Whenever I speak publicly, I always highlight my key message for teachers:
Do less, but better.
It’s a principle that serves me well, and an effort to tackle the workload behemoth. And it often requires a different approach to thinking. Rather than asking ‘what can we change about what we do?’ when trying to find workload solutions, I prefer to take a more extreme starting point, as demonstrated by my tweet yesterday:
We all seem to be trying to find ways to cut corners and shave minutes off marking, without going back to the starting principles of why we bother in the first place.
My reason for posing the question was not to suggest that we do it (although I’m still not persuaded that marking has anything like a worthwhile benefit for the time cost), but to start the discussion from the opposite direction. What if marking didn’t exist? What bits would we decide to introduce because they’re so valuable?
It was partly prompted by a recent poll I did where I asked people how much of the progress their children make comes down to marking. The answers varied – perhaps unsurprisingly – between 0% and 100% and were pretty evenly spread across the range. But I quickly realised that many people were interpreting my question about “never marking” to mean “never looking at books” – which is very different.
When I posted the question in the tweet above, some people responded with joy, focusing on the time freed up for other things (notably all things that people thought would benefit children; no-one said they’d be at the pub more). But some defended marking, and these defences fell into a few common camps, which I’ll illustrate – and then challenge – with reference to a few (semi-anonymous) tweets.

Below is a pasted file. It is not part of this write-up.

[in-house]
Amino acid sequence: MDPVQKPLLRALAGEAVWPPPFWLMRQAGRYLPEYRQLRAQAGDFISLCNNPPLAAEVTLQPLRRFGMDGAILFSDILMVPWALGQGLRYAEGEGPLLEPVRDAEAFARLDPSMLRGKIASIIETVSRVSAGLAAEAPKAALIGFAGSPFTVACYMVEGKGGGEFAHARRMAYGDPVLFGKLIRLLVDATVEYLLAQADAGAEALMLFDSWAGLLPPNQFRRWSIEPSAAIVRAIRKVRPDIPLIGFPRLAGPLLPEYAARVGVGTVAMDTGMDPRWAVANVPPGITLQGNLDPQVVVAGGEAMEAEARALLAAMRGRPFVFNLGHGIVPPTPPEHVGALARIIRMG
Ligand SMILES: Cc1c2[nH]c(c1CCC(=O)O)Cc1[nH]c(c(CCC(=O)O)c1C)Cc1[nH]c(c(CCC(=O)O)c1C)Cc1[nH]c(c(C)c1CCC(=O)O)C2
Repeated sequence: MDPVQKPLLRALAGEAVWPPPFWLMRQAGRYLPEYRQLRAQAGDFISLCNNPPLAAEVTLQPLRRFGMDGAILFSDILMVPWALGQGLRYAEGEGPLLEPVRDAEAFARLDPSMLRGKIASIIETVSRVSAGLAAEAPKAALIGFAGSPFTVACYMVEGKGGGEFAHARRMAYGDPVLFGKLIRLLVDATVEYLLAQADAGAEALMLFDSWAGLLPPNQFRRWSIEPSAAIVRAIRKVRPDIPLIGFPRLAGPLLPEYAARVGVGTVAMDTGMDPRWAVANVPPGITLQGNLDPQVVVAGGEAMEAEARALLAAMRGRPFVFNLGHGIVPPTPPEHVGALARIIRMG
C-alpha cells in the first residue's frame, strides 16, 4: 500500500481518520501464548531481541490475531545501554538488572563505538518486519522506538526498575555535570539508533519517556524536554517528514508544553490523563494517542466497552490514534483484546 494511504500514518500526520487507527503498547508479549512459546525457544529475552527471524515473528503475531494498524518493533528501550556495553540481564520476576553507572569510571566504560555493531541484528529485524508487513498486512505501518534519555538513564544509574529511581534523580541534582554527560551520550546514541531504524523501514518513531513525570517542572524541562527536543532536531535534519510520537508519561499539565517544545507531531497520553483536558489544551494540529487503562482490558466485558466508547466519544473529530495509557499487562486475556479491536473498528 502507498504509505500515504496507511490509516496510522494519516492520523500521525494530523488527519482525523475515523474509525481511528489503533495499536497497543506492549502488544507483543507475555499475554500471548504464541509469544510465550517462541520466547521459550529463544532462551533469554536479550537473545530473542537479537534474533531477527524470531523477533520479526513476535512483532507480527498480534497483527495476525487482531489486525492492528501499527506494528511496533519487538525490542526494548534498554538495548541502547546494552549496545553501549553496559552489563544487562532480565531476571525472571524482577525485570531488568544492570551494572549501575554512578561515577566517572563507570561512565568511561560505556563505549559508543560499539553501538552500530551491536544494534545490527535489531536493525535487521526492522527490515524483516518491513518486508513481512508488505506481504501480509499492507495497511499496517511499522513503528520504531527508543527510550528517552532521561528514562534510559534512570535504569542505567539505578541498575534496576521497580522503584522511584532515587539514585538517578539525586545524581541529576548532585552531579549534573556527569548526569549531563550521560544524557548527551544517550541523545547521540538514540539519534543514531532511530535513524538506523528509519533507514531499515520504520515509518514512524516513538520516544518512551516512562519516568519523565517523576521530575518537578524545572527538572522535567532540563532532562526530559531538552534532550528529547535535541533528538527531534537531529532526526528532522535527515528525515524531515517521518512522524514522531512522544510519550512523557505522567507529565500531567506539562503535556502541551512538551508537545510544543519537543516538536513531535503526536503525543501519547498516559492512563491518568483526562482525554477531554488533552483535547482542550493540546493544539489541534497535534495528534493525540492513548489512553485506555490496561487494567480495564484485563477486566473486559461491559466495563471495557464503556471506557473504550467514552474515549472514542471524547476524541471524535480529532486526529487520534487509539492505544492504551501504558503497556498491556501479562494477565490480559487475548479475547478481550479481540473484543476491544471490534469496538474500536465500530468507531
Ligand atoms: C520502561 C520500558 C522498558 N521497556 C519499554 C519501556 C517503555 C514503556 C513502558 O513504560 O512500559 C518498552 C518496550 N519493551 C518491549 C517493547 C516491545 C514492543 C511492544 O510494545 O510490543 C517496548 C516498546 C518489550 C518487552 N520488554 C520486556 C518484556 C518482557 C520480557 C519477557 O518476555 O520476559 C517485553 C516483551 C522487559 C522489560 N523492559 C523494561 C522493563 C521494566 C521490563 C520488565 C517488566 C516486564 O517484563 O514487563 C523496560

Marking work shows children that you care about their work
I think marking is just about the worst way to do this. It reminds me of being told once to be more effusive in my praise in my marking. I tried, and children in my class found it “weird”. They didn’t recognise ‘me’ in the marking. And when I pushed them on it, they pointed out that when I think something is amazing, I read it aloud to everyone. I do that during lessons as I spot things, but also in later lessons. Occasionally, when everyone has done something fantastic, we make an effort to share those things more widely. That shows that I care about their work. My constant badgering as they do things shows that I care about their work. My marking doesn’t, any more than the written feedback I receive from an observation shows that my headteacher cares, more than the verbal feedback does.
Marking is about making sure they do the work to the standards you want.
(Else, most children would think “why am I bothering?”)
Again, marking is too late to do this. Looking over their shoulder in the lesson is the time to pick up on this – not after the event. Especially not when sometimes it can be days after the event. And are we really still so far from growth mindsets and intrinsic motivation that we believe that without feedback our children will sign out completely? Is there any greater failure in education if that’s the case?
They’ve taken the time to do the work, so I should take the time to mark it
This is a non-argument for me. I took the time to plan the lessons so they should do the work set in it. Schooling is not about quid pro quos, and teaching shouldn’t be about offering kids rewards for playing their role. I’m only interested in spending my precious time and effort on things that will benefit the children, not appease them.